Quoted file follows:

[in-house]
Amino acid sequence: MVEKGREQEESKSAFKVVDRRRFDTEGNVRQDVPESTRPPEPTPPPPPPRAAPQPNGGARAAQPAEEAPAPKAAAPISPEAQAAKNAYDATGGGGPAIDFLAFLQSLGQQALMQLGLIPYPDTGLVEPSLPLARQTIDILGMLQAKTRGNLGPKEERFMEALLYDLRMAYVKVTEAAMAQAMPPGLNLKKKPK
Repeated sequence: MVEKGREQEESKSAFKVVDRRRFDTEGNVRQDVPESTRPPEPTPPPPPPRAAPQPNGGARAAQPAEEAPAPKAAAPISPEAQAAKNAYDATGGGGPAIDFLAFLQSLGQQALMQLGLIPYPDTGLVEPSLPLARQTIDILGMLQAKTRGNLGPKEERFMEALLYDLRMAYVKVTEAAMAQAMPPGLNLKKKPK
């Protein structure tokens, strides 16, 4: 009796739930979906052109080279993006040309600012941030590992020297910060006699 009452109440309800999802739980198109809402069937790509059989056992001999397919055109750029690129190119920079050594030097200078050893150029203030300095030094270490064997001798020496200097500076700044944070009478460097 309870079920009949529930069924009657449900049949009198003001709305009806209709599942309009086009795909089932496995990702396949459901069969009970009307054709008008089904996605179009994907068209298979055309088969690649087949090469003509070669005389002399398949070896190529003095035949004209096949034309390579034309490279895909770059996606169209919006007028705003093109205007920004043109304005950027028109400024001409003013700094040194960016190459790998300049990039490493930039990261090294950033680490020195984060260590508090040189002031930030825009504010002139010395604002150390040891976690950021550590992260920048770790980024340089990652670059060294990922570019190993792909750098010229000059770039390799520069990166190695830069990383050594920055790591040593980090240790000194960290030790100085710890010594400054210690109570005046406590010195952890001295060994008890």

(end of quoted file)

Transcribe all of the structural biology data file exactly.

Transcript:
[in-house]
Amino acid sequence: MVEKGREQEESKSAFKVVDRRRFDTEGNVRQDVPESTRPPEPTPPPPPPRAAPQPNGGARAAQPAEEAPAPKAAAPISPEAQAAKNAYDATGGGGPAIDFLAFLQSLGQQALMQLGLIPYPDTGLVEPSLPLARQTIDILGMLQAKTRGNLGPKEERFMEALLYDLRMAYVKVTEAAMAQAMPPGLNLKKKPK
Repeated sequence: MVEKGREQEESKSAFKVVDRRRFDTEGNVRQDVPESTRPPEPTPPPPPPRAAPQPNGGARAAQPAEEAPAPKAAAPISPEAQAAKNAYDATGGGGPAIDFLAFLQSLGQQALMQLGLIPYPDTGLVEPSLPLARQTIDILGMLQAKTRGNLGPKEERFMEALLYDLRMAYVKVTEAAMAQAMPPGLNLKKKPK
């Protein structure tokens, strides 16, 4: 009796739930979906052109080279993006040309600012941030590992020297910060006699 009452109440309800999802739980198109809402069937790509059989056992001999397919055109750029690129190119920079050594030097200078050893150029203030300095030094270490064997001798020496200097500076700044944070009478460097 309870079920009949529930069924009657449900049949009198003001709305009806209709599942309009086009795909089932496995990702396949459901069969009970009307054709008008089904996605179009994907068209298979055309088969690649087949090469003509070669005389002399398949070896190529003095035949004209096949034309390579034309490279895909770059996606169209919006007028705003093109205007920004043109304005950027028109400024001409003013700094040194960016190459790998300049990039490493930039990261090294950033680490020195984060260590508090040189002031930030825009504010002139010395604002150390040891976690950021550590992260920048770790980024340089990652670059060294990922570019190993792909750098010229000059770039390799520069990166190695830069990383050594920055790591040593980090240790000194960290030790100085710890010594400054210690109570005046406590010195952890001295060994008890």